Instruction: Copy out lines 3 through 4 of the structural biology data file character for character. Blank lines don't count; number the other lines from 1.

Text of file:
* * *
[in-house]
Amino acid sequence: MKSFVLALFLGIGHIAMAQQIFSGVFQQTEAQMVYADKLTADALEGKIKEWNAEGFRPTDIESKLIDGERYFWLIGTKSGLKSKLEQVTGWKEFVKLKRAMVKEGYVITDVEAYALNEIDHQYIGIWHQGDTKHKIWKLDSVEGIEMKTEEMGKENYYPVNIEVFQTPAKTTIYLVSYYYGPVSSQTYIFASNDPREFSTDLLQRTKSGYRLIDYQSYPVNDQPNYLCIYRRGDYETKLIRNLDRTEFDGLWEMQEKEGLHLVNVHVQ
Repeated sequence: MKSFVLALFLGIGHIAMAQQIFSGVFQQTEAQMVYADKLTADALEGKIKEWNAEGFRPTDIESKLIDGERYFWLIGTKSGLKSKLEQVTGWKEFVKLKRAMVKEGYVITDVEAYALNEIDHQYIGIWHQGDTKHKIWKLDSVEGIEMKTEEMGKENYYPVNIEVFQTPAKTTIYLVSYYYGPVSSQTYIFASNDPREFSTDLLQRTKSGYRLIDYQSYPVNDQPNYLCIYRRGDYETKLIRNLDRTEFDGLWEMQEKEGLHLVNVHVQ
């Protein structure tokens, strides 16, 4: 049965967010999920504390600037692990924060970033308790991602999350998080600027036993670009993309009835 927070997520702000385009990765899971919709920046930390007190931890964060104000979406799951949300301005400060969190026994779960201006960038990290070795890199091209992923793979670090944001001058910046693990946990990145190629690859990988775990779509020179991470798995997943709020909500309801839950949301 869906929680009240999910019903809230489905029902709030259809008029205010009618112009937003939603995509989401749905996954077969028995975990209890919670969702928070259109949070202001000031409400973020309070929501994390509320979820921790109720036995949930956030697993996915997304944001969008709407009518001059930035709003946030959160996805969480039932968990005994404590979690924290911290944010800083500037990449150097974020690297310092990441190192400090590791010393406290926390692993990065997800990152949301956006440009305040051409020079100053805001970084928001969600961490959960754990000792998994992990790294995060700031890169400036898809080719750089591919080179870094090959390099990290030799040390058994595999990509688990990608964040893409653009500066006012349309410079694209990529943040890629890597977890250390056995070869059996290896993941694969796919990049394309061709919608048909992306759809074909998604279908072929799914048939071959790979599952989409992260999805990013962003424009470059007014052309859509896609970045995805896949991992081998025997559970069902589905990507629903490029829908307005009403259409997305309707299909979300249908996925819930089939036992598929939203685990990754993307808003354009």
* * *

Repeated sequence: MKSFVLALFLGIGHIAMAQQIFSGVFQQTEAQMVYADKLTADALEGKIKEWNAEGFRPTDIESKLIDGERYFWLIGTKSGLKSKLEQVTGWKEFVKLKRAMVKEGYVITDVEAYALNEIDHQYIGIWHQGDTKHKIWKLDSVEGIEMKTEEMGKENYYPVNIEVFQTPAKTTIYLVSYYYGPVSSQTYIFASNDPREFSTDLLQRTKSGYRLIDYQSYPVNDQPNYLCIYRRGDYETKLIRNLDRTEFDGLWEMQEKEGLHLVNVHVQ
């Protein structure tokens, strides 16, 4: 049965967010999920504390600037692990924060970033308790991602999350998080600027036993670009993309009835 927070997520702000385009990765899971919709920046930390007190931890964060104000979406799951949300301005400060969190026994779960201006960038990290070795890199091209992923793979670090944001001058910046693990946990990145190629690859990988775990779509020179991470798995997943709020909500309801839950949301 869906929680009240999910019903809230489905029902709030259809008029205010009618112009937003939603995509989401749905996954077969028995975990209890919670969702928070259109949070202001000031409400973020309070929501994390509320979820921790109720036995949930956030697993996915997304944001969008709407009518001059930035709003946030959160996805969480039932968990005994404590979690924290911290944010800083500037990449150097974020690297310092990441190192400090590791010393406290926390692993990065997800990152949301956006440009305040051409020079100053805001970084928001969600961490959960754990000792998994992990790294995060700031890169400036898809080719750089591919080179870094090959390099990290030799040390058994595999990509688990990608964040893409653009500066006012349309410079694209990529943040890629890597977890250390056995070869059996290896993941694969796919990049394309061709919608048909992306759809074909998604279908072929799914048939071959790979599952989409992260999805990013962003424009470059007014052309859509896609970045995805896949991992081998025997559970069902589905990507629903490029829908307005009403259409997305309707299909979300249908996925819930089939036992598929939203685990990754993307808003354009």